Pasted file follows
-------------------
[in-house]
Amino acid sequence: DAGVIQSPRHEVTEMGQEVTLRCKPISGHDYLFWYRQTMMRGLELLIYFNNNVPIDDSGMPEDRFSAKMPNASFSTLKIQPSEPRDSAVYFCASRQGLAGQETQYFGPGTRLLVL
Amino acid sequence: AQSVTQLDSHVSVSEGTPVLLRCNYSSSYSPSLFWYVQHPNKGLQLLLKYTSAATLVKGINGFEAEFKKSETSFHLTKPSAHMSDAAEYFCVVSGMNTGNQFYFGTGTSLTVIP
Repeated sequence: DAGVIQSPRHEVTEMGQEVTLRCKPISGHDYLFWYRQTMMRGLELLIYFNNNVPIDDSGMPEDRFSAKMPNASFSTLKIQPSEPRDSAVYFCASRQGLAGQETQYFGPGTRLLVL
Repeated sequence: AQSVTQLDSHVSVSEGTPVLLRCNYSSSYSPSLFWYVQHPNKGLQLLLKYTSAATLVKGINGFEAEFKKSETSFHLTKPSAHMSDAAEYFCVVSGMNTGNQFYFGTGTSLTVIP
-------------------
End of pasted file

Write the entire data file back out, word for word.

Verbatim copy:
[in-house]
Amino acid sequence: DAGVIQSPRHEVTEMGQEVTLRCKPISGHDYLFWYRQTMMRGLELLIYFNNNVPIDDSGMPEDRFSAKMPNASFSTLKIQPSEPRDSAVYFCASRQGLAGQETQYFGPGTRLLVL
Amino acid sequence: AQSVTQLDSHVSVSEGTPVLLRCNYSSSYSPSLFWYVQHPNKGLQLLLKYTSAATLVKGINGFEAEFKKSETSFHLTKPSAHMSDAAEYFCVVSGMNTGNQFYFGTGTSLTVIP
Repeated sequence: DAGVIQSPRHEVTEMGQEVTLRCKPISGHDYLFWYRQTMMRGLELLIYFNNNVPIDDSGMPEDRFSAKMPNASFSTLKIQPSEPRDSAVYFCASRQGLAGQETQYFGPGTRLLVL
Repeated sequence: AQSVTQLDSHVSVSEGTPVLLRCNYSSSYSPSLFWYVQHPNKGLQLLLKYTSAATLVKGINGFEAEFKKSETSFHLTKPSAHMSDAAEYFCVVSGMNTGNQFYFGTGTSLTVIP